Artículos de revistas
Latin America through the lens of social cohesion: selected indicators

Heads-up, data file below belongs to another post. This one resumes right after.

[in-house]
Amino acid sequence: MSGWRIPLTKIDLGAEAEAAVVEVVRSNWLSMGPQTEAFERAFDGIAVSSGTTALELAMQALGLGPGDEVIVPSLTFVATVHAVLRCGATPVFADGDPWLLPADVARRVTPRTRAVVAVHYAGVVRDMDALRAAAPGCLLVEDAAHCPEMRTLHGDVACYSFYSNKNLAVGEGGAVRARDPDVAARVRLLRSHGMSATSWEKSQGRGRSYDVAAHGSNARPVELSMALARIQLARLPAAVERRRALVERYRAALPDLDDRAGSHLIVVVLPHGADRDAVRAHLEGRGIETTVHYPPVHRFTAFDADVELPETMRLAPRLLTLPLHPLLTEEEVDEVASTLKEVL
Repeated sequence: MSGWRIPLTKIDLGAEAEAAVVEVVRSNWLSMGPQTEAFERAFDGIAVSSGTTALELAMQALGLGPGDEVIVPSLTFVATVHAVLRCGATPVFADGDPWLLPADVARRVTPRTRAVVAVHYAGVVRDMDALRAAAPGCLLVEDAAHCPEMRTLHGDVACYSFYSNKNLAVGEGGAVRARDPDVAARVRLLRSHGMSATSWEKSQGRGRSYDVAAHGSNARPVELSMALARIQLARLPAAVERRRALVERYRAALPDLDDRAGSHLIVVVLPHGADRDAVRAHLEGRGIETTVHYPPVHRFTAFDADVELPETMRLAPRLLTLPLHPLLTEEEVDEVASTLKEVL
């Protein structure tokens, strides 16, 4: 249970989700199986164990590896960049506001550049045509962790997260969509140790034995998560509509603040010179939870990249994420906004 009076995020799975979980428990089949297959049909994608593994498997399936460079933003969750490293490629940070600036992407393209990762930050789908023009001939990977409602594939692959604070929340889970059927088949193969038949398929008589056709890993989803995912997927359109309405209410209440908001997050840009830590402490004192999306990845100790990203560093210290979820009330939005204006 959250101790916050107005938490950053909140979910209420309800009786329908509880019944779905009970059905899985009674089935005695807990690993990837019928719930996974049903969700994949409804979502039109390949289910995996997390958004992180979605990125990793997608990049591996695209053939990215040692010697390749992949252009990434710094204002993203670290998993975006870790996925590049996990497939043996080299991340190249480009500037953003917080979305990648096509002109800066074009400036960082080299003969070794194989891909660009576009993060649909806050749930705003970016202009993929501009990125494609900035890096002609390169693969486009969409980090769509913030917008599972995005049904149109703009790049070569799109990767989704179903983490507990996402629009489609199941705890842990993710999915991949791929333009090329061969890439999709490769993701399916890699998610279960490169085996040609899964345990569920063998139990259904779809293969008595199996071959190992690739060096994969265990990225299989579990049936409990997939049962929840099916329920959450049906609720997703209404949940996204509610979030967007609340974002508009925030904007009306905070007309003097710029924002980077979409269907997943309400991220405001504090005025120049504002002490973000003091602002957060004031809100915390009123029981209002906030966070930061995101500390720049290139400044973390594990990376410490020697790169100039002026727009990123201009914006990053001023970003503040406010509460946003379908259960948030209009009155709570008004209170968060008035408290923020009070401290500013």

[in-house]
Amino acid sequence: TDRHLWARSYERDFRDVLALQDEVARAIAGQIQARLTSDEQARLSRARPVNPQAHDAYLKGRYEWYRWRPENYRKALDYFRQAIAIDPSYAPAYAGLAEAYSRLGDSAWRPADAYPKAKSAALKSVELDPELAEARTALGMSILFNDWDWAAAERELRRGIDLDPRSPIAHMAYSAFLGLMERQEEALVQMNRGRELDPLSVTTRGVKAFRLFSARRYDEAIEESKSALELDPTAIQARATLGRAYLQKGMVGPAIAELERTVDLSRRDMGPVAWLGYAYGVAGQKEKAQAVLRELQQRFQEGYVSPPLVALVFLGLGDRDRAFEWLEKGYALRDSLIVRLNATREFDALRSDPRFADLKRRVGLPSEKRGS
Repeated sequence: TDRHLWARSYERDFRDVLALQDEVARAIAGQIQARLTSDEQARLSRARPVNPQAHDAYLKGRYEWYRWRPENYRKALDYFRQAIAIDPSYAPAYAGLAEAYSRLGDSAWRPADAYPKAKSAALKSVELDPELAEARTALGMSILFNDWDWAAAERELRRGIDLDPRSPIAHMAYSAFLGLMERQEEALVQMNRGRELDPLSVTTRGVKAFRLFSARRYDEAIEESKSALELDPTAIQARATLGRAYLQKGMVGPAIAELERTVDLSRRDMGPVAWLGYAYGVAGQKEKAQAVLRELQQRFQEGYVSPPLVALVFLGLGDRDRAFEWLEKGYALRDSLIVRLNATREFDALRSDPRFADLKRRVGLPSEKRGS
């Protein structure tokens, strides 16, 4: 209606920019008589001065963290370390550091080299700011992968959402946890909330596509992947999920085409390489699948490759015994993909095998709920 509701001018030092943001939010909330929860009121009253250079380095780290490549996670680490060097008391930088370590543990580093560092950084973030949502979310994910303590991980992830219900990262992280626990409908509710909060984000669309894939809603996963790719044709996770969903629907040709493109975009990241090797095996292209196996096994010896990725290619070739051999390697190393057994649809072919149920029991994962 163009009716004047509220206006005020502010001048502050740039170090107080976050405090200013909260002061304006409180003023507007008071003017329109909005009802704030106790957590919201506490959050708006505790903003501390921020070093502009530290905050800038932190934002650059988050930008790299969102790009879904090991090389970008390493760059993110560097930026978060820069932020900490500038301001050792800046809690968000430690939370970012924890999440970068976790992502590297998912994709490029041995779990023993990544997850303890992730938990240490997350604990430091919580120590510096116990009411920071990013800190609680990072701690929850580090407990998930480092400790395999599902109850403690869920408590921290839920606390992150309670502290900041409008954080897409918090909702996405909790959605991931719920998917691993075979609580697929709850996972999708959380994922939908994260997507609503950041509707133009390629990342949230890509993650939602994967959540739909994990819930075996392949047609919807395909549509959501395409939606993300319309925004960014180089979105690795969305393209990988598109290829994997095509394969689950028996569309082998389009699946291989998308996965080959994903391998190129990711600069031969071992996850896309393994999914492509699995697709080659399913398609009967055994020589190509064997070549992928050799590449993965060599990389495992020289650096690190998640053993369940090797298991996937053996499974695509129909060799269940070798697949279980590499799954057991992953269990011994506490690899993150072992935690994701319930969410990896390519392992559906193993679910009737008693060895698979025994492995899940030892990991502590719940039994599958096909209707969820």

Spanish document available at the LibraryIncluye BibliografíaThis document was prepared by the Economic Commission of Latin America and the Caribbean (ECLAC), within the framework of the project "Measuring Social Cohesion in Latin America", developed with support from the European Commission. The document provides statistical information intended to feed the discussion and exchange of experiences on social cohesion policies in Latin America. These policies, and in particular those geared towards promoting decent work for young people, will be the main topic of discussion at the Ministerial Meeting of the EU-LAC Social Cohesion Forum, in Lima on 8-10 February 2010.In recent years, ECLAC has called upon the countries of the region to advance towards building social covenants with broad citizen support in order to reduce social gaps. In this model, social protection would be founded on institutionalized solidarity between those groups with the most resources and those most disadvantaged, and on belonging to a system of cooperation that would guarantee a basic set of rights for the entire population. Thus, the efforts made by ECLAC to place social cohesion on the agendas of the countries of Latin America are a part of this new approach to development issues, in which reducing social gaps is linked to citizen support and institutional capacities.This document provides countries with the first regional overview on social cohesion, and goes beyond the statistical data traditionally used by ECLAC. Specifically, the text provides a descriptive and comparative background for examining the progress and current status in the countries of Latin America regarding the three pillars of social cohesion: social gaps, institutional operation and citizen support (belonging).The text is organized in five sections. The first section, by means of introduction, provides a brief presentation of the social cohesion approach formulated by ECLAC, including the concept itself and a frame of reference (the pillars of cohesion). The following three sections include statistical data for the three pillars. In the section devoted to social gaps, data is presented on poverty and incomes, employment and,social protection, education, health and nutrition. Regarding institutions, the current status of the operation of democracy, the rule of law, public policies, the economy and the market are reviewed. With regard to the subjective pillar, data is presented on public opinion regarding support for democracy and confidence in institutions, perceptions of inequality, support for initiatives geared towards reducing gaps, economic expectations and ties and participation.This book is intended to provide key public-policy makers in the countries of the region -and specifically participants in the new meeting of the EU-LAC Social Cohesion Forum- with a collection of data that might serve as a foundation for social cohesion policies. As such, we hope to advance the discussion and implementation of this topic on country agendas. Alicia BárcenaExecutive SecretaryEconomic Commission for Latin America and the Caribbean
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